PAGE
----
Absolutely. Our show is first and foremost a fun, sexy, horror-comedy with a ton of kung fu. But it is also very inclusive and diverse, which is something we don’t see enough of.
People push back and say there are queer characters and characters of color on shows like Sabrina, Ash vs. the Evil Dead, etc. And it’s true – there are, and that’s awesome.
But have you heard of the Bechdel test? It’s a metric to judge the treatment of female characters in a script by asking if there are more than two named female characters, if they ever talk to each other, and if they do, it asks if their conversation is about something other than a man.
It’s staggering how many shows and movies don’t pass that test. But you can also apply it to queer characters and characters of color, and the results are just as bleak.
How many genre shows can you name that have two or more queer characters that talk to each other about something other than straight people? Or two or more characters of color that talk to each other about something other than white people?
Demonhuntr presents a world where sexism, racism, and homophobia don’t exist. So, it’s kind of a utopia… except with the whole, you know, monsters killing people thing.
How has the crowdfunding campaign been going?
Well, first let me say crowdfunding campaigns are not for the faint of heart. It is tough. It’s a ton of work every day. There are five of us on our team (Allie, Robert, Zach, and producer James Stanley) and we’ve hired a campaign director (Leah Cevoli), and even with all those hands on deck, it’s still rough as hell.
But there’s an upside to it, and that’s getting to see, in real time, the outpouring of love and support for a project like this. I know I’m not going to win the Nobel Prize for Drama with Demonhuntr – that will most likely come from my next project, MonsterSquashr – but from the positive reactions, it’s pretty clear there’s a real demand for stories like this, and that’s wonderful to see.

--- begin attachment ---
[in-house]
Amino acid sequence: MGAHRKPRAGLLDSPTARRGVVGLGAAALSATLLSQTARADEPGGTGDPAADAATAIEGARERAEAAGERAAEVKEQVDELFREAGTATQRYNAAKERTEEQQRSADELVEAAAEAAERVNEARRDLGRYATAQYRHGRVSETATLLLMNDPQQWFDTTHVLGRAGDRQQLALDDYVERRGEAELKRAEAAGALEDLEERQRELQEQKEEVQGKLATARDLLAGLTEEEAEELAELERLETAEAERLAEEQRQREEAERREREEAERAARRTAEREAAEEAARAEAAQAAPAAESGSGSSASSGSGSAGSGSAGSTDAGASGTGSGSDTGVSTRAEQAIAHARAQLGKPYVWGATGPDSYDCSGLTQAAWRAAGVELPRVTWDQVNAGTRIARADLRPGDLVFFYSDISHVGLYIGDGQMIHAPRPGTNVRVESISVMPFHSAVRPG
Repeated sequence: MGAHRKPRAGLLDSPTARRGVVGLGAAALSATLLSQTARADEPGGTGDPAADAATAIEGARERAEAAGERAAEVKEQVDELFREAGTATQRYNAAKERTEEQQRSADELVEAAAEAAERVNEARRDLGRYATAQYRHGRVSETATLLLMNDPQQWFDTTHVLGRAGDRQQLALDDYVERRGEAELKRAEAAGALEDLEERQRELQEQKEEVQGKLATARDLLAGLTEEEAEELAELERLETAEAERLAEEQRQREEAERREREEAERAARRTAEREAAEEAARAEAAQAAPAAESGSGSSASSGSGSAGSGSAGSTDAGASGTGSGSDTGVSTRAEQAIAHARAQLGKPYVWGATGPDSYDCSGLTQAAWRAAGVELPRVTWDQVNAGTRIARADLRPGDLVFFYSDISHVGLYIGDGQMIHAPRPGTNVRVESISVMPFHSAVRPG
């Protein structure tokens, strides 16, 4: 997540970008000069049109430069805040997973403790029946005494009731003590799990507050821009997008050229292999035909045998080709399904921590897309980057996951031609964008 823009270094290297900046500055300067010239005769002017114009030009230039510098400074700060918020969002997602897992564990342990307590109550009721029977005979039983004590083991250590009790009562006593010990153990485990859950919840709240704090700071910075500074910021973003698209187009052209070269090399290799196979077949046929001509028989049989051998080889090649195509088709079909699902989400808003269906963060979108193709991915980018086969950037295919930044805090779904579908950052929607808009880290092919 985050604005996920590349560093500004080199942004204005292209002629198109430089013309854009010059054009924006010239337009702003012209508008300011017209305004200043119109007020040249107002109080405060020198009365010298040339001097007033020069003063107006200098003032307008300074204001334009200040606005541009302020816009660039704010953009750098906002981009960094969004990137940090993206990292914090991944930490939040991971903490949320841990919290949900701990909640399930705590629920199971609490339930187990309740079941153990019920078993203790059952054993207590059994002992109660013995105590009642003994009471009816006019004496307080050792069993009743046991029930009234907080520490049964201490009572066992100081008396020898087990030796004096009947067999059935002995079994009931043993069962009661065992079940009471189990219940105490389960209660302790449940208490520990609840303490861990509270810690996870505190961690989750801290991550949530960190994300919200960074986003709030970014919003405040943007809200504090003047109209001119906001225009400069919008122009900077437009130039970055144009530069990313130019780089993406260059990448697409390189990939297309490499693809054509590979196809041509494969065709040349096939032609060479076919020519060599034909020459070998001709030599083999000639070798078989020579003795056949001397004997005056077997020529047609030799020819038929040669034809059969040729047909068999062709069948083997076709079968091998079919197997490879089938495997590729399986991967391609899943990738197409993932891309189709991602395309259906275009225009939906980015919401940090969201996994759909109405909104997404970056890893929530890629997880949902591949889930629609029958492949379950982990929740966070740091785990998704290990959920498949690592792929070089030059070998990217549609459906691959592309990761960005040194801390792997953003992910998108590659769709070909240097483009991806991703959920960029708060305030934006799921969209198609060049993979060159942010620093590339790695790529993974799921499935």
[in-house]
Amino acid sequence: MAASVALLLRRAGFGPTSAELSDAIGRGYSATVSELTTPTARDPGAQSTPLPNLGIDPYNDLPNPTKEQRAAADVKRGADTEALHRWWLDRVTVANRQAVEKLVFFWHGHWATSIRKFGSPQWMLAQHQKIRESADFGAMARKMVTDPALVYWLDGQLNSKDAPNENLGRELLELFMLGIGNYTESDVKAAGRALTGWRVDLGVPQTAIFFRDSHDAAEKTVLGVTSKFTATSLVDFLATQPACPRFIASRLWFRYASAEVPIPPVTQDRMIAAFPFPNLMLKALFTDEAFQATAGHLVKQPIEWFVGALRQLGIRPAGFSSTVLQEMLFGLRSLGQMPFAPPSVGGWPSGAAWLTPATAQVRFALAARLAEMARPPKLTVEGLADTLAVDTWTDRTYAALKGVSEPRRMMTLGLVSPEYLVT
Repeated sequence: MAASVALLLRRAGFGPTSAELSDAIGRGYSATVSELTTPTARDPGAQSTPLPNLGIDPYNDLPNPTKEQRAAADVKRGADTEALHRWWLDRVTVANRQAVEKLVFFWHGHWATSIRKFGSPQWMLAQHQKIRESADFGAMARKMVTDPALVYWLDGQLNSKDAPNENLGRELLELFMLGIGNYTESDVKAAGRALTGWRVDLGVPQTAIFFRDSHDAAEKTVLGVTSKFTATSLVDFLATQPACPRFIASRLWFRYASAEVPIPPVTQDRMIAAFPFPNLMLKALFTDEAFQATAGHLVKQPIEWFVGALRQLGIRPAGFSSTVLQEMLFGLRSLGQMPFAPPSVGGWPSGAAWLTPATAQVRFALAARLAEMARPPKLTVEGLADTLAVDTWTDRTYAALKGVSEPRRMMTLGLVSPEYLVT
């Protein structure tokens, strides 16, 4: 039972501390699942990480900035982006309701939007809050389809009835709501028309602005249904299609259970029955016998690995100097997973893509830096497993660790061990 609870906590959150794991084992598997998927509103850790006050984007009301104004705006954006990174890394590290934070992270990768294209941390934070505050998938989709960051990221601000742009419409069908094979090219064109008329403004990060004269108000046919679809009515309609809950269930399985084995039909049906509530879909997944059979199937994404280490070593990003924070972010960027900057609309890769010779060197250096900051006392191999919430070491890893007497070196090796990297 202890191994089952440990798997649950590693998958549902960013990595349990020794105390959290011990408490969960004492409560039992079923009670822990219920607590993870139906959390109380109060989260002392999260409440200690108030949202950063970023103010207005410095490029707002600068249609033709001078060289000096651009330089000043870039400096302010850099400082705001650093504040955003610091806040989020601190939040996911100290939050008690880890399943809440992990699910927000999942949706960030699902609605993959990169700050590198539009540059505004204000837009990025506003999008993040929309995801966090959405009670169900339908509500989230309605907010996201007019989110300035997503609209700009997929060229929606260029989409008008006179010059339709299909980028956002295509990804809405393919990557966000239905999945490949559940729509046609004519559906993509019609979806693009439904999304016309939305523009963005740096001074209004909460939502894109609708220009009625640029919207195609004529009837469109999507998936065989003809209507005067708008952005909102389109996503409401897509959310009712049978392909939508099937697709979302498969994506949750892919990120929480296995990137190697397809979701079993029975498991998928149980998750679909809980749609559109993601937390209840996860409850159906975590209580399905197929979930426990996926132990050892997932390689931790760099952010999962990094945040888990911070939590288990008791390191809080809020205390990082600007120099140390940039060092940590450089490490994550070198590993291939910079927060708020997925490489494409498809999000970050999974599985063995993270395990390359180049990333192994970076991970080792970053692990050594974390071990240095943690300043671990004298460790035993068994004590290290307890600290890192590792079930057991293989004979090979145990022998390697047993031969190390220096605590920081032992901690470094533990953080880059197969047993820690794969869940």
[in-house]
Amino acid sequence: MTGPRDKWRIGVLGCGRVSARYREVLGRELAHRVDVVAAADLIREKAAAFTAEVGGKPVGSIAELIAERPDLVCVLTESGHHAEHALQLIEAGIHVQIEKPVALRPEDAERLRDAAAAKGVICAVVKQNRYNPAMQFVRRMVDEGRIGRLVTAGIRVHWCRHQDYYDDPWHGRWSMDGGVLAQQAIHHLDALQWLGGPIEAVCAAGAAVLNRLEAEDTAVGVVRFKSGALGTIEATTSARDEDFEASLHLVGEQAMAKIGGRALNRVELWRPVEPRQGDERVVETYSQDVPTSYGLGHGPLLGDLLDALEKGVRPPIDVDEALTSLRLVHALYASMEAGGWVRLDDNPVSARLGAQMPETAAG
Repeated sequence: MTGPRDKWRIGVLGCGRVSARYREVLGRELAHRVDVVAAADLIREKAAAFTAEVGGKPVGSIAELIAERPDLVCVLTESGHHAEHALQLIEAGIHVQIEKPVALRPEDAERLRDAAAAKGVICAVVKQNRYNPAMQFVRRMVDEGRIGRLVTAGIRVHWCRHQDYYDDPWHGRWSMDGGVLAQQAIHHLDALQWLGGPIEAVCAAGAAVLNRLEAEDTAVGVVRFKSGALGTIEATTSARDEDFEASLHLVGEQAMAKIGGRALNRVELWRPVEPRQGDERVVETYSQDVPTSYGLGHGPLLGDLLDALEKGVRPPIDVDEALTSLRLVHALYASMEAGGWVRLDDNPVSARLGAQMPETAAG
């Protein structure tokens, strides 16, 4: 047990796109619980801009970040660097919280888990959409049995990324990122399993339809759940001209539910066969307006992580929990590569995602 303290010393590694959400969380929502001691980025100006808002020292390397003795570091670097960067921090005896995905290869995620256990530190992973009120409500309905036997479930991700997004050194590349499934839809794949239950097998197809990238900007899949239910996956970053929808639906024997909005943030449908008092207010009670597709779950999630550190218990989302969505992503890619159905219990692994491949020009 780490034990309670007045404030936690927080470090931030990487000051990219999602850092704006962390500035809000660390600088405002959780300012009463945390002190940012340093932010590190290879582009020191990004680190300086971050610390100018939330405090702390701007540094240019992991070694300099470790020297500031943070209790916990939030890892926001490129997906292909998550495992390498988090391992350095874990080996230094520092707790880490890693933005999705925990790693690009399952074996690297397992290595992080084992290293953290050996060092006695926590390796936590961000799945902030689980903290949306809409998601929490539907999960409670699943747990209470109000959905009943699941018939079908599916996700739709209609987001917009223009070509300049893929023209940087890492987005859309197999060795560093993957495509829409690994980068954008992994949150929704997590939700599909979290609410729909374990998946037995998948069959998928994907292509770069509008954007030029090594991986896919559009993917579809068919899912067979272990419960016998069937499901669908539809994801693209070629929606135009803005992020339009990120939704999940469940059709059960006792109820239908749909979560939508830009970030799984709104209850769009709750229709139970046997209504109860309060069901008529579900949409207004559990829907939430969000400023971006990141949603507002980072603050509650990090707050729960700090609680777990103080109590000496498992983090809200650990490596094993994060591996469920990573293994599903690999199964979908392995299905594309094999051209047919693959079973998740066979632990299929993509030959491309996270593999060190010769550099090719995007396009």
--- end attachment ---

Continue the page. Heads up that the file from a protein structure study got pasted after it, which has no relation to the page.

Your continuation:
The horror community has been especially welcoming of us, which is really awesome. There’s just something so cool about horror fans – they really show up and support projects in a way that not a lot of other fandoms do. In the Internet tear-down culture we live in, there’s a lot of negativity, and this sense by some fans that they’re owed projects that will entertain them in exactly the way they want. But the horror community is different – they rally behind indie projects and support each other and go see films in theaters. For a fandom centered around fear and seeing decapitations and stuff, there’s a lot of beauty in it.
When do you expect to release Demonhuntr?
Once we hit our goal, we go right into pre-production, and will most likely shoot this fall. Post-production always goes way longer than you expect, so my guess is the earliest this will come out is the summer of 2020. But don’t hold me to that!
Tell us about a typical day on set?
Right now, all of our shooting days are for promotional material, so they largely consist of me asking my hard-working actors to take their shirts off so we can use the image as a thumbnail and get clicks on Youtube.
Seriously, though, shooting has been a blast. Being on set is my favorite place to be. We’ve been focusing on our Monster Mondays, which are little vignettes we release every Monday where a victim is hounded by an unseen demon, and they get in touch with one of the demon hunters. The victim describes the monster, and then we let the audience guess what it is. We reveal the answer the next day for our Trivia Tuesday videos. And then we have fun interview-style Feature Friday videos where people can get to know the cast and crew a bit more.
We also had way too much fun shooting our pitch video for Seed & Spark